The Early Glass Blowers and African Americans
Glassboro, New Jersey
The Stanger Brother were seven former employees of the Whitney Glass Works in nearby Salem County, N. J. They came to
Glassboro, N. J. to open the first glass-works in 1775. Due to business failure, the Stanger's business was eventually purchased by Whitney and Warrick.
Stanger's business name was changed to the Owens Bottle Machine Company Whitney Plant No. 2 and later changed to the Owens Bottle Machine Plant No. 8.
The name was finally changed to the Owens Illinois Glass Co. in 1929. There were a few African Americans working for the company at that time.
See the following list of 1929 employees. The checked names are those I recognize from my community. Please
e-mail me if you recognize any names. Approximately 30 years ago, my aunt Laura Bright, retired from Owens as a supervisor.
The company offered some of the better jobs in the Glassboro area. Owens made an effort in the 1950s to reach out to the community. The first racially integrated boy scout troop was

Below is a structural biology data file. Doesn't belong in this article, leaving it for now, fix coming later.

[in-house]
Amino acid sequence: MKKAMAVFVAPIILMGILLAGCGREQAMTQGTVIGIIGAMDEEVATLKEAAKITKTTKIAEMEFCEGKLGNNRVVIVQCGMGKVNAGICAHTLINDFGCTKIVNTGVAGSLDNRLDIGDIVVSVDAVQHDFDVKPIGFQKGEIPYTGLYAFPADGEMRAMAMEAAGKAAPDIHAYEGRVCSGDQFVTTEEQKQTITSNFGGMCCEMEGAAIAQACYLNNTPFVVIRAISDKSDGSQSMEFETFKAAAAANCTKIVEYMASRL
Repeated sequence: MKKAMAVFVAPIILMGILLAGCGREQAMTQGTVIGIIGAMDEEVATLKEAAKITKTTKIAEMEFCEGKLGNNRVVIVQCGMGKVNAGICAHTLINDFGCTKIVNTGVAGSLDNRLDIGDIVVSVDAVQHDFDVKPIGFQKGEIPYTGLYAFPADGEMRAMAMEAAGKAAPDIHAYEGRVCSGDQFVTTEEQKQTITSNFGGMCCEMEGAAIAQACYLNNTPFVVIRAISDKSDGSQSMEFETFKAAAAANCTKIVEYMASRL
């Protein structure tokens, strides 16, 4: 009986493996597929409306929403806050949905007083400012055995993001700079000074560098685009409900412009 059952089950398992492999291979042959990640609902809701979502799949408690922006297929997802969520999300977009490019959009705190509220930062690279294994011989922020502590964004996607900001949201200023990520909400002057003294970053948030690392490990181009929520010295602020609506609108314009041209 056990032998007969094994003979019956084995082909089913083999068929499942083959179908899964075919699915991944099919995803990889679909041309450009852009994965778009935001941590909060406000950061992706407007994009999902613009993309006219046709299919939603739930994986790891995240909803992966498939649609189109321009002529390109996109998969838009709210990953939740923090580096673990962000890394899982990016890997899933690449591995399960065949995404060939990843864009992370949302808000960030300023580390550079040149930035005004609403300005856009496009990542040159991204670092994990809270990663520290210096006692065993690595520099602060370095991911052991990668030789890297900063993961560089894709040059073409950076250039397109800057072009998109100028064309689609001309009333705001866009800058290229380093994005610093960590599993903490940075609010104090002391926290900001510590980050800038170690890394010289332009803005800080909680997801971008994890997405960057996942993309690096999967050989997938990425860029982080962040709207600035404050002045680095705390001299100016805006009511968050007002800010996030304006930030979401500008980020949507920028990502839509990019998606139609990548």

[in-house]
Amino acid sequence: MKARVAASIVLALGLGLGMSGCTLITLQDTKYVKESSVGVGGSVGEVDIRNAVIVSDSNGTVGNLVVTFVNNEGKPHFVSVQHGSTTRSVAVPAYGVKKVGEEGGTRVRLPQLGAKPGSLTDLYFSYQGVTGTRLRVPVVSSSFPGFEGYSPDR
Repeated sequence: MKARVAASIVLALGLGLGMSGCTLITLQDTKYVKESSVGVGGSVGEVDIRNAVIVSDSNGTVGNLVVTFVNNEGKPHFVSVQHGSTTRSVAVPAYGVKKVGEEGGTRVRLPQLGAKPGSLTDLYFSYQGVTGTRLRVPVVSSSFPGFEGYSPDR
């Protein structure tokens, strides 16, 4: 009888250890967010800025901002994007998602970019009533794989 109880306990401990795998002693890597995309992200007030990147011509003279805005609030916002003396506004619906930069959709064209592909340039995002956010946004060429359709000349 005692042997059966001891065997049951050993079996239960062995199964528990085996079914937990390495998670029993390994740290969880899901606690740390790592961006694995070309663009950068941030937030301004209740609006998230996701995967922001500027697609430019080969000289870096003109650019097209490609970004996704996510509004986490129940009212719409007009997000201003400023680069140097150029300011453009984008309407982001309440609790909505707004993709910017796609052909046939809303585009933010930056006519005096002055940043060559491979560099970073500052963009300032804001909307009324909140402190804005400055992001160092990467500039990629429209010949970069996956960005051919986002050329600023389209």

supported by the company and these scouts were allowed to use the company's recreational facilities. Owens, in this regard, was highly instrumental in fostering better community relations. It was around this time that other local businesses sponsored racially integrated Little League Baseball teams.
I was a member of the Owen's boy scout troop as well as Little League Baseball. I appreciate the positive impact these events had on our lives as young African American teenagers and the Glassboro community as a whole..
The Owens Bottle Machine Company
Whitney Plant No. 2
October 10, 1918